Tenants living in Lineage Properties warn others against renting

The Carriage House Apartment complex, one of the off-campus living options for UConn students. Carriage is not part of Lineage Properties, but students have recently filed complaints with various off-campus housing units, warning students to be careful when renting. (Tyler Benton/The Daily Campus)

The Carriage House Apartment complex, one of the off-campus living options for UConn students. Carriage is not part of Lineage Properties, but students have recently filed complaints with various off-campus housing units, warning students to be careful when renting. (Tyler Benton/The Daily Campus)

University of Connecticut students who have lived in Lineage Properties off-campus housing this past year have expressed criticism of their experiences with the management and quality of housing.

Amber Dickey, who graduated with her Master’s degree in Curriculum and Instruction in May 2017, created a post in the Facebook group Buy or Sell UConn Tickets on July 24 advising other students not to rent from Lineage Properties in Storrs, Mansfield and Ashford.

Lineage took over the properties from Gr8est Space in November. Lineage Properties management declined to comment.

“They (Maplewood, Oakwood, Knollwood, Clubhouse and Millbrook properties) went under new management in November, and are not fit to rent,” Dickey said in her post, “The apartments are falling apart, and the management is both incompetent and sneaky.”

Dickey said the floor beneath her bathtub was rotting and electrical outlets regularly sparked.

“I had to file a maintenance request three times to get the bathtub re-caulked to prevent more mold, and it took four separate maintenance visits over two weeks to get a new chain to flush the toilet,” Dickey said.

Ashley Leffingwell, a seventh-semester English major, has lived in Maplewood apartments with her partner for two years. After being shown an upstairs apartment when she toured the property, she was disappointed to discover she would be living in a basement apartment.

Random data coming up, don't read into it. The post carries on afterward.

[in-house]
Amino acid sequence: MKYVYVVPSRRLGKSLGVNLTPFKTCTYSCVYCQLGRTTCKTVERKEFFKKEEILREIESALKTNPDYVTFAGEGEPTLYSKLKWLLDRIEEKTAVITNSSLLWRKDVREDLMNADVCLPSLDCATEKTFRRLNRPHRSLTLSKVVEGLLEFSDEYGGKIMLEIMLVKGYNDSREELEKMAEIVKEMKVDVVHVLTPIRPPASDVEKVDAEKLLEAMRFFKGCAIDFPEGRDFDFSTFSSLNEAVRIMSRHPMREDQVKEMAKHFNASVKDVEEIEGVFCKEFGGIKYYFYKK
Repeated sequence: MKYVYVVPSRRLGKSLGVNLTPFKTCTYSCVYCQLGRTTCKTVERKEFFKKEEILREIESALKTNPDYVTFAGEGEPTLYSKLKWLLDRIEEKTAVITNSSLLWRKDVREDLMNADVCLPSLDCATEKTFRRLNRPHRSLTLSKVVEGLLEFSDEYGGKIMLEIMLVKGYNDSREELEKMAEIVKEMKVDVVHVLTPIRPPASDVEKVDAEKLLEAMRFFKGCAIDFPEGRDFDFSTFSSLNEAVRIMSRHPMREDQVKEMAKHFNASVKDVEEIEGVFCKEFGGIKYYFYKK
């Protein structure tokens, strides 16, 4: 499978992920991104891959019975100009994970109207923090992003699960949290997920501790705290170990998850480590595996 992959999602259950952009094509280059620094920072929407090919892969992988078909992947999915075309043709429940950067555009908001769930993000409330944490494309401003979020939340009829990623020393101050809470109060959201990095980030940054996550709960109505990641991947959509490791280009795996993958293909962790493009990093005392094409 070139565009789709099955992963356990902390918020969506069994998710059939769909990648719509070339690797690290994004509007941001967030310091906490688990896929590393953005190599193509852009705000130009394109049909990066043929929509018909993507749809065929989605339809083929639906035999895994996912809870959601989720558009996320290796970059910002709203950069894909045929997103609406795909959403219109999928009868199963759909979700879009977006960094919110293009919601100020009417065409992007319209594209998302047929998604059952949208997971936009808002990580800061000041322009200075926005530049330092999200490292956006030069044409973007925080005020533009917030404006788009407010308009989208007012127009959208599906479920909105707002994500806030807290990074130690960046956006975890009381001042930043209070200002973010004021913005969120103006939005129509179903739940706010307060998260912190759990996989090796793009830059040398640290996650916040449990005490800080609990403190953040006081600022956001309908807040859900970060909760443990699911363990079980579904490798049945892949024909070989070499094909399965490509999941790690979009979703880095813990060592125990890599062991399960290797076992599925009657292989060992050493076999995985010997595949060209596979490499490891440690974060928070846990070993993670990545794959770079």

“It’s very dark and the living room has no overhead lighting,” Leffingwell said, “The heat is floor heating and does not do anything at all besides rack up your electricity bill like crazy, not to mention you’re still freezing.”

Leffingwell said she has also experienced problems with mold, asbestos and lead paint in her apartment.

“While we were signing the lease, they mentioned the asbestos in the ceilings and walls as well as lead paint in some buildings,” Leffingwell said, “In the summertime there is terrible mold, because the walls are wood, you get mold everywhere.”

Both Dickey and Leffingwell said that they had frequent issues with the apartment administration.

Dickey said that management regularly lost rent checks, including her December payment, even though she had paid the former management the rent through April.

“Each time I talk to management, that have been nothing but condescending and rude to me, I suppose because my community is half college students and they assume we don’t know our rights as tenants,” Dickey said, “I’m frustrated, it isn’t difficult to be a decent human being, and I feel like this new management isn’t concerned with the wellbeing of their residents because they assume other college kids will cycle in and out if the current ones are unhappy,” Dickey said.  

Leffingwell said she thinks management treats all tenants with equal disregard, including the family who lived next door to her. She said the previous management was significantly better at addressing maintenance problems.

“I think everyone here, no matter what age, is treated the same,” Leffingwell said. “The previous maintenance was pretty good and quick about fixing things, but there were so many problems in the first place,” she said.

Dickey said she chose to move into Maplewood Apartments three years ago because it was the least expensive option and the management at the time was friendly.

Dickey paid $850 a month for her apartment, but rent will increase to $1,225 next year without any improvements to the buildings. She said they are increasing rent to match what other properties in the area are charging.

Leffingwell said Lineage needs to make significant improvements to their properties and management style.

“I hope I can help spread the word so people know not to rent from them,” Leffingwell said. “Lineage Properties needs to work a lot more on their properties and care more in order for anyone to even think about renting from them.”


Anna Zarra Aldrich is a staff writer for The Daily Campus. She can be reached via email at anna.aldrich@uconn.edu. She tweets @ZarraAnna.